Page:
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Meal and Rest Breaks in California

June 9, 2023 Legal Team

As an employee in California, it is crucial to understand your rights regarding meal and rest breaks. California’s labor laws are designed to protect workers and ensure they receive adequate time to rest and refuel during their workday.

It is advisable for employees who believe their rights have been violated to consult an Orange County wage & hour attorney to understand their options and pursue the appropriate course of action.

Meal Breaks in California

Under California labor laws, non-exempt employees are entitled to a meal break during work shifts. Key points to remember about meal breaks in California include the following:


The general rule is that if you work more than five hours in a day, you are entitled to a 30-minute uninterrupted meal break. If your shift exceeds ten hours, you are entitled to a second 30-minute meal break.

Uninterrupted Breaks

During meal breaks, employees should be relieved of all work-related duties and free to use their break time as they choose. However, if the nature of your work requires you to remain on duty, you may have an “on-duty” meal break, where you are still paid for the time worked.

Waiver of Meal Breaks

In certain circumstances, an employee can voluntarily waive their right to a meal break if the shift is no longer than six hours. However, it is important to note that employers cannot coerce or pressure employees into waiving their meal breaks.

Rest Breaks in California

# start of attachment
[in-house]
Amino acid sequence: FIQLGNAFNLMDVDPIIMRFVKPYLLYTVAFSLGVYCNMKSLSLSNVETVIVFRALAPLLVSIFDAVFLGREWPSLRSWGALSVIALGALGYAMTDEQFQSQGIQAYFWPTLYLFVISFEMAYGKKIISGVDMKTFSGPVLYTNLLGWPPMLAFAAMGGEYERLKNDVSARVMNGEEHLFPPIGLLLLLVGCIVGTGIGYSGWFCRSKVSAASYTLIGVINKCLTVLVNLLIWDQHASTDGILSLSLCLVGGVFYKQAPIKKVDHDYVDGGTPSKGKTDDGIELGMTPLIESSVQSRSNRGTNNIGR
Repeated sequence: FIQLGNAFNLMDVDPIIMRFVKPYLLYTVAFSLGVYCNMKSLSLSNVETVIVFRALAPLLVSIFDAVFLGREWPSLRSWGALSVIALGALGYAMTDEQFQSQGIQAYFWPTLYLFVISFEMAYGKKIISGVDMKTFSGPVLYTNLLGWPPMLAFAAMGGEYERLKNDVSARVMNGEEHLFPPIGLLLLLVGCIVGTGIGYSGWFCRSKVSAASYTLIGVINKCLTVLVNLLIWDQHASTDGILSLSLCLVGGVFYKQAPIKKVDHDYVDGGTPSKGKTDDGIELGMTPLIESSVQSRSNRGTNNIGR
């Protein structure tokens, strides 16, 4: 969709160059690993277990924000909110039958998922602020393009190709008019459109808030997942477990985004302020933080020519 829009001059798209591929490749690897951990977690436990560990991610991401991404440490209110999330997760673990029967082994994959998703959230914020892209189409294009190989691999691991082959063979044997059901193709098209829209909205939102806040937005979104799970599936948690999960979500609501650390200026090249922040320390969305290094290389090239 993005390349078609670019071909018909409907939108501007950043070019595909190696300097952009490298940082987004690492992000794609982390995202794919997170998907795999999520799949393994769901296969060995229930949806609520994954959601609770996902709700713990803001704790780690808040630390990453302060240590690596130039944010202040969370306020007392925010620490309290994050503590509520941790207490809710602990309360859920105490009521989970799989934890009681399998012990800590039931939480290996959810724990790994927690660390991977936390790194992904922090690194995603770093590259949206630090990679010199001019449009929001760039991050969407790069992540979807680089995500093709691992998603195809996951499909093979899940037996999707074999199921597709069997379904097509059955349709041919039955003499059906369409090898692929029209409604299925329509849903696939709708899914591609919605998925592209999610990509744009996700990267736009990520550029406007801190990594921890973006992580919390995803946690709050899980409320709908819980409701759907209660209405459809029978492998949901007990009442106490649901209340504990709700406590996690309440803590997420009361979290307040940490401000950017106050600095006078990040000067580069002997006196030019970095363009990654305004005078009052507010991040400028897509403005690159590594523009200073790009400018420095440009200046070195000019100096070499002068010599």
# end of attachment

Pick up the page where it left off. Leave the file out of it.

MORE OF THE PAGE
In addition to meal breaks, California labor laws mandate rest breaks for non-exempt employees. Here are the key points to remember about rest breaks:


Rest breaks should be provided in the middle of each four-hour work period or a substantial fraction thereof. It is generally recommended that rest breaks be provided approximately every two hours.

Paid Breaks

Rest breaks are considered paid breaks, meaning employees should receive their regular rate of pay during these short intervals.

Waiver of Rest Breaks

As with meal breaks, employees can waive their right to a rest break only if their shift does not exceed six hours. However, employers should not coerce or pressure employees into waiving their rest breaks.

Penalties for Violating Meal and Rest Break Laws

Employers in California who violate meal and rest break laws may face penalties and consequences, which can include:

Premium Pay

When an employer fails to provide a meal or rest break as required, they typically must pay the employee one additional hour of pay at their regular rate for each workday that a break is not provided. This is known as premium pay or premium wages.

Class Action Lawsuits

In some cases, when numerous employees are affected by the same violations, they may join together to file a class action lawsuit against the employer. This can result in significant financial liability for the employer, including payment of owed wages, penalties, and potentially additional damages.

Liquidated Damages

Employers who fail to provide meal and rest breaks may also be liable for liquidated damages, which are additional financial penalties equal to the amount of premium pay owed. These damages are meant to compensate employees for the economic losses resulting from the violations.

Labor Commissioner’s Office Enforcement

The California Labor Commissioner’s Office (DLSE) is responsible for enforcing labor laws in the state. If an employee files a complaint with the DLSE, the office may investigate the allegations and take appropriate action against the employer, including imposing fines and requiring compliance.

Civil Lawsuits

In addition to administrative penalties, employees may also choose to file individual lawsuits against their employers to seek remedies for unpaid wages, damages, and other legal claims resulting from the violations.

Penalties and consequences can vary depending on the specific circumstances, the severity and frequency of the violations, and other factors.